By the same token, if you want to write in a particular genre, make sure you’re reading current stories in that genre. There are lots of excellent magazines that offer work for free on the Internet. Nominations lists for the Shirley Jackson Award, the Bram Stoker Award, the Nebula Award, the Edgar Allan Poe Award, etc. are all good places to start.
Make sure every sentence is earning its keep. Ideally, each sentence will be load-bearing in more than one way: a line will establish the setting and move the plot forward, for instance. Aggressively prune anything that isn’t offering crucial value to your narrative. (You might need to set a piece aside for a while and/or seek input from a workshop partner, developmental editor, or beta reader to figure out what is and isn’t load-bearing in a story.)
If in doubt, try to begin a story as close to the climax as possible. (This bit involves being a plotter rather than a discovery writer, of course.)
4. I absolutely loved "Blossoms Blackened by Dead Stars." Did anything in particular inspire that story?
I wrote the story at the request of Broken Eye Books editor Scott Gable for the anthology Ride the Star Wind: Cthulhu, Space Opera, and the Cosmic Weird. He specifically asked for adventure-horror stories set in space away from Earth that, obviously, fit into the Cthulhu mythos. He further requested stories that were a modern exploration of Lovecraftian themes rather than retro space opera tales.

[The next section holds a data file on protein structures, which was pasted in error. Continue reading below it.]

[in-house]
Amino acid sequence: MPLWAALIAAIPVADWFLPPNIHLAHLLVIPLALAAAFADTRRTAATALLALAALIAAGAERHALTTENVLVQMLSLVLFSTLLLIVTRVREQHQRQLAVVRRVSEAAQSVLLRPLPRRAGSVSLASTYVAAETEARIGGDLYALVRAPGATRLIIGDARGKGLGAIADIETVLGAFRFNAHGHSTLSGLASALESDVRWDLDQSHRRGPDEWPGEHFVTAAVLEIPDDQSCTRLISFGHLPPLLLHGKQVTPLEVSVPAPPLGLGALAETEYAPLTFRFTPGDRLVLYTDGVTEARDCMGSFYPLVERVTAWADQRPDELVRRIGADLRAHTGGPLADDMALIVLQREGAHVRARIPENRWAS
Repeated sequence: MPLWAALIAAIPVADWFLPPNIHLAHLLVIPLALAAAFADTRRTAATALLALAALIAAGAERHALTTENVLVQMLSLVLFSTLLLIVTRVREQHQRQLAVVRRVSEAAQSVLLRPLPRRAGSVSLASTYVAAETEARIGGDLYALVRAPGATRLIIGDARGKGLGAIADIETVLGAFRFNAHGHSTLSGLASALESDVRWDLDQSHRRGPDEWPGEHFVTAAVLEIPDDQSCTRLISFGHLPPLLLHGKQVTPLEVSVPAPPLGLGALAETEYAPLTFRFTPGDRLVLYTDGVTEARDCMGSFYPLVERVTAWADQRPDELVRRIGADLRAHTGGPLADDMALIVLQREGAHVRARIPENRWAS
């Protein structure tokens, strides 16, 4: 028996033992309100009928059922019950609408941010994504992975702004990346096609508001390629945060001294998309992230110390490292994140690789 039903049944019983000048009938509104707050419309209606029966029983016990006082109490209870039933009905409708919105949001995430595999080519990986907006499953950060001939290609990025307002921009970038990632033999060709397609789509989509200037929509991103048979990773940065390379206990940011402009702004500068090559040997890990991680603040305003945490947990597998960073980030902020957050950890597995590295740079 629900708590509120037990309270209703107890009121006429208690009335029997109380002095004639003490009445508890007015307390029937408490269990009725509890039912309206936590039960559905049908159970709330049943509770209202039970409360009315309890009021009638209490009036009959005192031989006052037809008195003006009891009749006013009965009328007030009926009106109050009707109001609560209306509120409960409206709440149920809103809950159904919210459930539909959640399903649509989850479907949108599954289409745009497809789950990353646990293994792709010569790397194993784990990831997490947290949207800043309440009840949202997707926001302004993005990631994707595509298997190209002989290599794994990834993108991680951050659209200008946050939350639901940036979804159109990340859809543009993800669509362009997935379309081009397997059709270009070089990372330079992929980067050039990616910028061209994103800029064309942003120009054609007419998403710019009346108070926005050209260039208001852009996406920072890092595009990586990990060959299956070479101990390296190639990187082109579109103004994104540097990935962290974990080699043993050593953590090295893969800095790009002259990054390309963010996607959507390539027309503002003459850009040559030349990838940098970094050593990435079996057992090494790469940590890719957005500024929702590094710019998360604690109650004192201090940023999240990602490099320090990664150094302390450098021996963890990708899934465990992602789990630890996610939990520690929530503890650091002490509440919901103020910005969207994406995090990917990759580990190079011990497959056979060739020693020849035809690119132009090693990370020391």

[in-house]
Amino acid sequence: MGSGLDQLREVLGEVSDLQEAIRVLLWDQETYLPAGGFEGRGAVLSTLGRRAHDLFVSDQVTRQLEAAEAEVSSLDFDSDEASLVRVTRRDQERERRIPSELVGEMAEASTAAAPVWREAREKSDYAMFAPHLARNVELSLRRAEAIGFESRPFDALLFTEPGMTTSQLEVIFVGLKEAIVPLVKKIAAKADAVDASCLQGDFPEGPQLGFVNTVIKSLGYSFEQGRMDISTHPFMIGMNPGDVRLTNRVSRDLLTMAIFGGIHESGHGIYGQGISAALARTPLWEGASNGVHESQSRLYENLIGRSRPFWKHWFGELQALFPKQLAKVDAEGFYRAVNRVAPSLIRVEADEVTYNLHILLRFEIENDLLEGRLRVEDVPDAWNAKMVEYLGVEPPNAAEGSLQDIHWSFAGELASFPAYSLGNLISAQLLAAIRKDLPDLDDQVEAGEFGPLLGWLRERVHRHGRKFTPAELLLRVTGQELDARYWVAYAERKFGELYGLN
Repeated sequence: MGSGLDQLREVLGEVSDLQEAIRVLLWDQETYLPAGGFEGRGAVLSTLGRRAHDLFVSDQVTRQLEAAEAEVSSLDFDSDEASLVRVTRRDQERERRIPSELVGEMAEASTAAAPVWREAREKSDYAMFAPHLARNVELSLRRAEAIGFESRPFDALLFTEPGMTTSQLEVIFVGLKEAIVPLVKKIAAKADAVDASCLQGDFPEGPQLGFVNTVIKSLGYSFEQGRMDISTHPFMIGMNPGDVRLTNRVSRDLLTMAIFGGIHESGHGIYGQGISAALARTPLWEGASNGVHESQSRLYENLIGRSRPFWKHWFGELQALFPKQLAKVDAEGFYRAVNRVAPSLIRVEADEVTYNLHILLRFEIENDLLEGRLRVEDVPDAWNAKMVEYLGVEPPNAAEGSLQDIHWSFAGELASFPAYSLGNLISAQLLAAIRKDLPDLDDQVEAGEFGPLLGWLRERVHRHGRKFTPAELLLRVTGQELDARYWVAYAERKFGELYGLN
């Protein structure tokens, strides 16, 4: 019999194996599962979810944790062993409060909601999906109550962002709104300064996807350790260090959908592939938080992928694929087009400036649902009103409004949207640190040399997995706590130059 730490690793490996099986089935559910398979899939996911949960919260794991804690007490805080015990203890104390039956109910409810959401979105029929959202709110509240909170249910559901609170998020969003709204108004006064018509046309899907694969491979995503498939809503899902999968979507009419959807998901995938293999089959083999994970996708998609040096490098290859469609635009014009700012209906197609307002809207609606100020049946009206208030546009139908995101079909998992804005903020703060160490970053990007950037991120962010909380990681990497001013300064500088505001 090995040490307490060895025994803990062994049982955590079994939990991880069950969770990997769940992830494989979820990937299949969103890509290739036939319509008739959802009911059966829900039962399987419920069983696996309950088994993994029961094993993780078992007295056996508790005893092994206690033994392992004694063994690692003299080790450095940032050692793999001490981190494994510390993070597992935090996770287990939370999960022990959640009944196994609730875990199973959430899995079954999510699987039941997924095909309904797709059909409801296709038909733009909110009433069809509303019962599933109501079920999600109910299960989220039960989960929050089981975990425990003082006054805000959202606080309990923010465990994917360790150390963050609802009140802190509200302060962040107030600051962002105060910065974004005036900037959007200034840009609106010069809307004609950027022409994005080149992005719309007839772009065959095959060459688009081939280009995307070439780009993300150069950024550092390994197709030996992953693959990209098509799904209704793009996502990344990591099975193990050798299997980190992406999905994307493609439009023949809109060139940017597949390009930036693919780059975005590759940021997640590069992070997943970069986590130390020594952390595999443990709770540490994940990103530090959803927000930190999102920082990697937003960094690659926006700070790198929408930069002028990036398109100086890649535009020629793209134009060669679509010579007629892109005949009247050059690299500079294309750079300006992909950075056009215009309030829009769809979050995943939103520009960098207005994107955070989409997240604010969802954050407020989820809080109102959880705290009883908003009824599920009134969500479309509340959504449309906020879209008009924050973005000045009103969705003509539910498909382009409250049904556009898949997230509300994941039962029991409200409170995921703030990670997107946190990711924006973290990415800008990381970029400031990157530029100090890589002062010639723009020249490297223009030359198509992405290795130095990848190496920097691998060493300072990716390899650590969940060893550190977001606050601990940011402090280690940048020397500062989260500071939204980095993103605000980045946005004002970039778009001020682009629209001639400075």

So, all that provided a fun and challenging set of parameters! I’d recently re-read Nathaniel Hawthorne's story "Rappaccini's Daughter" and got the idea of adapting some of the concepts from that classic tale into a space adventure setting. My frustration with Hawthorne’s portrayal of his Beatrice meant I also wanted to flip some of the problematic aspects of his narrative. Speaking of problematic content: given that I was working with Lovecraftian themes, racism was going to be a potential subject, and I decided to tackle it head-on. And finally, since I’m a long-time fan of Aliens, I’d wanted to write about space marines for a while, but didn’t want the characters to fall into standard military SF tropes.
Thank you so, so much for answering my questions -- and so thoroughly too. I definitely think a huge reason I struggle with short stories is exactly as you say: I don't read enough of them.
I also love your advice about beginning a story as close to the climax as possible. That is such a great, simple way to look at what you need to accomplish and how to step in.
For those of you interested in learning more about Lucy, head to her website -- and be sure to check out her latest collection of stories and poetry, Halloween Season.
Short Story Recommendations
Remember, the best way to improve your writing is to read widely and study how others create.
Here are two stories I've recently read and loved: